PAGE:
Washington area residents, and others from across the United States, responded overwhelmingly to his appeals, mostly through television news appearances. They donated money through his Web site and dropped off clothes, canned goods, Band-Aids, ibuprofen, toothpaste, cereal, diapers and toys at the Mowlanas' home.
Their driveway, garage and family room filled with donations. One man brought an armful of clothes he'd purchased at Nordstrom -- Ralph Lauren T-shirts, a suit, trousers. Others brought cases of canned goods and bottled water and stuffed animals. A neighbor lent them his garage to store the overflow.
Mowlana hands 3,000 rupees (about $30) to an injured vendor who cannot support her family. God bless, she replied.
(Jacqueline L. Salmon -- The Washington Post)
An owner of a medical equipment company in Modesto, Calif., donated $1 million in medical supplies -- surgical equipment, an EKG machine, medications -- and said he would ship it to Sri Lanka at his cost.
Dozens of volunteers showed up to pack up the usable items for shipment, filling hundreds of boxes and loading them onto wooden pallets for air freight and into trucks that would fill two 40-foot shipping containers. They signed their names on the boxes and scrawled messages for stricken Sri Lankan tsunami refugees -- "I love you!" and "Hang in there!"
Mowlana, director of the Maryland and Virginia offices of the Council on American-Islamic Relations, was jubilant. With all this aid, and more to come, Asia Relief could care for orphans, construct a hospital, rebuild villages. He said he and his family would load supplies into a jeep in Sri Lanka and deliver it to the refugee camps.
He flew off to Sri Lanka to distribute the aid Jan. 14, taking along his wife and two of their three children -- 22-year-old Farha and 12-year-old Tasnim -- as well as Farha's 1-year-old daughter, Sakina.
The next day, reality set in for the visitors: Giving away their donations from America wasn't going to be easy.
Just getting to the disaster zone was complicated. They had difficulty finding a reasonably priced rental Jeep and driver to take them there; other aid organizations had snapped them all up. Their Sri Lankan cell phone wasn't working. And the pallet of supplies -- bandages, gauze, antiseptic, rice and lentils -- they had shipped via air freight was still stuck at Sri Lanka's only international airport, Colombo Bandaranaike Airport.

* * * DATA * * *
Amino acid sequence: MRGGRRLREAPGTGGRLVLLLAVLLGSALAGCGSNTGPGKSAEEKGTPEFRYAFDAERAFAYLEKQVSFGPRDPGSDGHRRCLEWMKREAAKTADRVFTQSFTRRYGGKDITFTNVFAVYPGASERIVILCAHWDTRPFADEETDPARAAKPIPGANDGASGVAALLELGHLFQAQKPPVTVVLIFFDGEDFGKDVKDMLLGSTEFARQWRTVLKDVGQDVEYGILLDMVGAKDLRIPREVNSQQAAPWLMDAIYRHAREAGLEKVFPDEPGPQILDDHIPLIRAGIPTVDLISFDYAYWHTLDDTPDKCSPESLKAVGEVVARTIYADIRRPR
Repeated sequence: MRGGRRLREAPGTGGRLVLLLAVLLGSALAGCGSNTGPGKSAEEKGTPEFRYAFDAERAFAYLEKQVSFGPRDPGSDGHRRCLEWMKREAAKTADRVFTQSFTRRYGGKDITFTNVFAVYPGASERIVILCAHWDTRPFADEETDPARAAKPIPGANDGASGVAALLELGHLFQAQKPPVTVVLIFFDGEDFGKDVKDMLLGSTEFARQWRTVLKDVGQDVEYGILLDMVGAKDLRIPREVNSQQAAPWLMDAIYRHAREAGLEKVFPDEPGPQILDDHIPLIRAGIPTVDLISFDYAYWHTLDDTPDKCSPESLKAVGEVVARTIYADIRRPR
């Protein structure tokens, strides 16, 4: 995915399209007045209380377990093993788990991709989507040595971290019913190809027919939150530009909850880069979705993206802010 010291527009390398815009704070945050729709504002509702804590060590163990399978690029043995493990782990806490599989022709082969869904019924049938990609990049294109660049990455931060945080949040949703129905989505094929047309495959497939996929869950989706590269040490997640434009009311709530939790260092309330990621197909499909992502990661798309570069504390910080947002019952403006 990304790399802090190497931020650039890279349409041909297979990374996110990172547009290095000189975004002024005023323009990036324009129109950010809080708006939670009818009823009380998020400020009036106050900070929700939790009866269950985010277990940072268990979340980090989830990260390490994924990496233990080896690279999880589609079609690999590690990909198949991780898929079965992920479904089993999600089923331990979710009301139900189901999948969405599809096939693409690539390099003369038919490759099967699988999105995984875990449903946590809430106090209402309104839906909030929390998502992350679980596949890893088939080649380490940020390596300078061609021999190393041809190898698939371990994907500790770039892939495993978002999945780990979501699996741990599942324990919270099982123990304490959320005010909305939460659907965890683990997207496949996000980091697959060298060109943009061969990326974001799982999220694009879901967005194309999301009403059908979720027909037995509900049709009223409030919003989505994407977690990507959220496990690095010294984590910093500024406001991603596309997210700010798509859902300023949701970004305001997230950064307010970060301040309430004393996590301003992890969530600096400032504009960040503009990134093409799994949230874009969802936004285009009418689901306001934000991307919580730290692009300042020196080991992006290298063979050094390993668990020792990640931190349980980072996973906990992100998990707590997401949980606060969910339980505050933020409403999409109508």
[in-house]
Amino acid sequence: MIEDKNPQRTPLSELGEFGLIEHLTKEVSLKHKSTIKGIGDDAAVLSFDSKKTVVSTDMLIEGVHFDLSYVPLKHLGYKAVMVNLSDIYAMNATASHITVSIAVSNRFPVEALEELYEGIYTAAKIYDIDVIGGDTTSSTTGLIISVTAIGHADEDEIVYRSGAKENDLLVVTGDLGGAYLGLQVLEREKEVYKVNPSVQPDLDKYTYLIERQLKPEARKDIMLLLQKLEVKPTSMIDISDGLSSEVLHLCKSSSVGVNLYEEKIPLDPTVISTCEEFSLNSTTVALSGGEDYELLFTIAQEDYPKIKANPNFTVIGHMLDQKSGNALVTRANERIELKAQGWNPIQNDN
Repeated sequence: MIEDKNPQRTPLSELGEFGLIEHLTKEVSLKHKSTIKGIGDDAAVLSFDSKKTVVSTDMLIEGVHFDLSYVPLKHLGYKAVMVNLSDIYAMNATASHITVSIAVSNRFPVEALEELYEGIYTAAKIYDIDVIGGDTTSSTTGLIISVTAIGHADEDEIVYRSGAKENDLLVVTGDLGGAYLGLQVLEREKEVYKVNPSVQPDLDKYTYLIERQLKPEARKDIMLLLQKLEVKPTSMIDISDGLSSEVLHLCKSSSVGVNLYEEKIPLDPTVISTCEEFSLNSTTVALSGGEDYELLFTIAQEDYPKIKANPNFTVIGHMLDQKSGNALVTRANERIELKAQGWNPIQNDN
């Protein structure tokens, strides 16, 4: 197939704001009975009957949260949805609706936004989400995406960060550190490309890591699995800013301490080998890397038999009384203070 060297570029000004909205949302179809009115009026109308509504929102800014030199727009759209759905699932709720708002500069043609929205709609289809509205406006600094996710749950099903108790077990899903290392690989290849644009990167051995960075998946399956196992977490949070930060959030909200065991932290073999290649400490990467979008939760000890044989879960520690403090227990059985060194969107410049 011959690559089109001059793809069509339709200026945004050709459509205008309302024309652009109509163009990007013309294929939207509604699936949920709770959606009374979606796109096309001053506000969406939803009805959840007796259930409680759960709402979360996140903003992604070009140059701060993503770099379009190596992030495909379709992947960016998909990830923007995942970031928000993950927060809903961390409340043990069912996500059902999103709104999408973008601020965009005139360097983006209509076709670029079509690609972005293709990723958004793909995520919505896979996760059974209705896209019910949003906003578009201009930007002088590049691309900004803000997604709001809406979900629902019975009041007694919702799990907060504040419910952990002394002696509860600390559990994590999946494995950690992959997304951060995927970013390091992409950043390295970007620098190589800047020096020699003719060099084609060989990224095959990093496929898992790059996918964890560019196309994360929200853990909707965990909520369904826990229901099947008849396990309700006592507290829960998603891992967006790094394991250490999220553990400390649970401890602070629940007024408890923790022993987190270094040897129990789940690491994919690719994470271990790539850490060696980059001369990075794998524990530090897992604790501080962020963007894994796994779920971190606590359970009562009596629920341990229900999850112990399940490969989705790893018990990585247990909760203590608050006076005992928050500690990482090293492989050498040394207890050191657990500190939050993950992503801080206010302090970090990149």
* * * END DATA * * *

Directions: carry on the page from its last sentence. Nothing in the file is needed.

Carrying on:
Officials wanted 300,000 rupees in bribes -- about $3,000 -- to release it. A police inspector had shown up at Mowlana's hotel room to negotiate the deal. He had even hinted that a gift of the Canon Sure Shot camera that he'd spied in the hotel room would speed the process.
Mowlana had dodged the camera request but paid the bribe. Nonetheless, he still didn't know when he would receive the goods.
In a rented car searching for a working ATM machine in downtown Colombo later that day, Mowlana tapped the back of the car seat lightly in frustration. He wasn't an impatient man, but this was frustrating. The tsunami had made Sri Lankan's notoriously corrupt bureaucracy even more greedy, he said.
"It's unfortunate that people prey on other people's tragedies," he said. He was worried about money, too. So far, he had spent less than $3,000 of Asia Relief's money. He'd been covering most expenses -- including the bribe -- out of a $60,000 home equity loan that he and Naz had signed before leaving.
"If I'm going to dive into the money that people have given me, I want to do the right thing," he said. But the reality was that he couldn't afford to cover much more. He'd already also spent thousands of dollars of his own money to ship the supplies.
Two days later, the Mowlana family members, wearing their white Asia Relief T-shirts, were on the road to visit the disaster zone. Naz had finally located a rental car and a driver. They had hoped to bring supplies with them to give to victims, but the pallet still had not been released from the airport.